the over­land track

Michelle’s jour­ney of self dis­cov­ery.

Adventure - - Contents -

There are many peo­ple you meet in life with a story to tell. Michelle and Glenn are one such cou­ple. Michelle’s is jour­ney of self-dis­cover y and hard work. A mo­ment in her life was proof that just be­cause some­thing seemed daunt­ing, it wasn’t im­pos­si­ble. Rather than con­tin­u­ing to be a spec­ta­tor in her own life she sought to un­cover her for­mer self and put her­self back to­gether again. She and Glenn worked hard from then on to be healthy and ac­tive. Their jour­ney to­wards health has been an ad­ven­ture all on its own open­ing up many op­por­tu­ni­ties to see and do things that they never imag­ined pos­si­ble. The Over­land Track was one of these things.

The Over­land Track is no doubt one of Aus­tralia’s finest walks, and will take you through spec­tac­u­lar wa­ter­falls, do­lerite moun­tains, lakes, tarns and di­verse ecosys­tems in pris­tine Tas­ma­nian wilder­ness World Her­itage ar­eas. Michele and her hus­band Glenn re­cently com­pleted the walk as part of their six-month ad­ven­ture trav­el­ling the world. We asked Michele about the high­lights of her trip, what in­spired her to do The Over­land Track and tips for oth­ers com­plet­ing the track.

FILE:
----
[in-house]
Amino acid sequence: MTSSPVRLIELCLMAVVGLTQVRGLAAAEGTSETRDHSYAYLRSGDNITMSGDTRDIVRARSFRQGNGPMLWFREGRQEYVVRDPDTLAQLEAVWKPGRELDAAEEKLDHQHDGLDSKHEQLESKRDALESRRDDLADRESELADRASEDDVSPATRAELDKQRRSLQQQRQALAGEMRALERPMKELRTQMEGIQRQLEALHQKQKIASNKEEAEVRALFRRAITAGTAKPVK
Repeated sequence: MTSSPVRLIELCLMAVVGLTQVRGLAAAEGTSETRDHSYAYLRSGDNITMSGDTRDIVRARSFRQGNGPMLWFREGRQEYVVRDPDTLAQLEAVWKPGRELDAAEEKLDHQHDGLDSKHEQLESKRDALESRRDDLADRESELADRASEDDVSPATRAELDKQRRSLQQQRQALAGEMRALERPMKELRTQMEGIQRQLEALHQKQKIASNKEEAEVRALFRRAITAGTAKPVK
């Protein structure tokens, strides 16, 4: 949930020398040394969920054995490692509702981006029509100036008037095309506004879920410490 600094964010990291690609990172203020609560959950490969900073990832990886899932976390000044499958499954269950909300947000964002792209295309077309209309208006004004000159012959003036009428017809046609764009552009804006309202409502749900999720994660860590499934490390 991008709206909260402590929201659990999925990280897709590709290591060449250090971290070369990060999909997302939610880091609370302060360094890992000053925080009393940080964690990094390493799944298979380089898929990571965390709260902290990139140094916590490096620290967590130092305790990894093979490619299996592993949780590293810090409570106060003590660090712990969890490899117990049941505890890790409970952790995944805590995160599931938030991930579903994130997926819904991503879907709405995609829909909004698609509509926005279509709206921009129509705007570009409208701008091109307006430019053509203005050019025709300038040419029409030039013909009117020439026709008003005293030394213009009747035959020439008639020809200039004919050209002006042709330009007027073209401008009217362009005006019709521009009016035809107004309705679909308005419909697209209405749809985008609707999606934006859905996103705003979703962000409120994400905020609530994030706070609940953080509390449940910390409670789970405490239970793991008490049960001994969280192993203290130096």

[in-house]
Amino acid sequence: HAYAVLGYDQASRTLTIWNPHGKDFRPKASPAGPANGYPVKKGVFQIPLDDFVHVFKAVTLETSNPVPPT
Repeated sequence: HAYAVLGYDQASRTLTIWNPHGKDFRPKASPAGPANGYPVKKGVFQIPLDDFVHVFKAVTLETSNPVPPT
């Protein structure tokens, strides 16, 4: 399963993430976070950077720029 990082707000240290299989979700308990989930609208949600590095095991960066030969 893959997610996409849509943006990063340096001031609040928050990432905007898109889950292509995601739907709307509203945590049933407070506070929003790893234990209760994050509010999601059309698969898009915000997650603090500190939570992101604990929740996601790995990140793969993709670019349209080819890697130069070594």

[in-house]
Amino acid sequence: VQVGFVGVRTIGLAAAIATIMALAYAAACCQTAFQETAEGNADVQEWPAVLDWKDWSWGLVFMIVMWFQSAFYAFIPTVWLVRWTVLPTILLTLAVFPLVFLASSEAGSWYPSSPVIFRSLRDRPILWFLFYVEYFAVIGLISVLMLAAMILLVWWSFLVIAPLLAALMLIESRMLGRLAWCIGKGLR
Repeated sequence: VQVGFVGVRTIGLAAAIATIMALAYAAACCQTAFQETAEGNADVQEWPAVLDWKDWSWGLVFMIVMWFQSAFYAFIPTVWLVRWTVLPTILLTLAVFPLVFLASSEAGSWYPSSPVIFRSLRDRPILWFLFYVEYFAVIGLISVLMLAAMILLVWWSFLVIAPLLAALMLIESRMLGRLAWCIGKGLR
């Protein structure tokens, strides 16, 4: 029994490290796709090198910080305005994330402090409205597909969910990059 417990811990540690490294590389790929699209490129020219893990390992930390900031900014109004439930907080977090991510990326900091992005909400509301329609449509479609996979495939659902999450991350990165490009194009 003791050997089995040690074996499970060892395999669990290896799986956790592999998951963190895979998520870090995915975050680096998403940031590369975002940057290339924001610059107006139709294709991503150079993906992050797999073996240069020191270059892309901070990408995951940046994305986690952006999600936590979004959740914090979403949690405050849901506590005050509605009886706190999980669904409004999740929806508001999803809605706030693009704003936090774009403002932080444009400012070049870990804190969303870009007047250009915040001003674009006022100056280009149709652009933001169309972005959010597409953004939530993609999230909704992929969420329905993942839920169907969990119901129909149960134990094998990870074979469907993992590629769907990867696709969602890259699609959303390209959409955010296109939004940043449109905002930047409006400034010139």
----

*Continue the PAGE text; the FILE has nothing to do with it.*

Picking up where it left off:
What made you de­cide to walk the Over­land Track? My hus­band and I were in the mid­dle of an amaz­ing six-month round-the-world type trip – but some­thing was miss­ing. We were look­ing for an op­por­tu­nity to get out into na­ture in a more in­ti­mate way. A visit to Tas­ma­nia was part of our travel itin­er­ary, so I started do­ing some on­line re­search and found The Over­land Track trip. It was ex­actly what we needed. The hike promised to be chal­leng­ing, we’d be on the trail for sev­eral days (6 days, 5 nights), all of the camp­ing and back­pack­ing gear was pro­vided, and the lo­gis­tics (food, trans­port to/from the trail) were taken care of. Per­fect!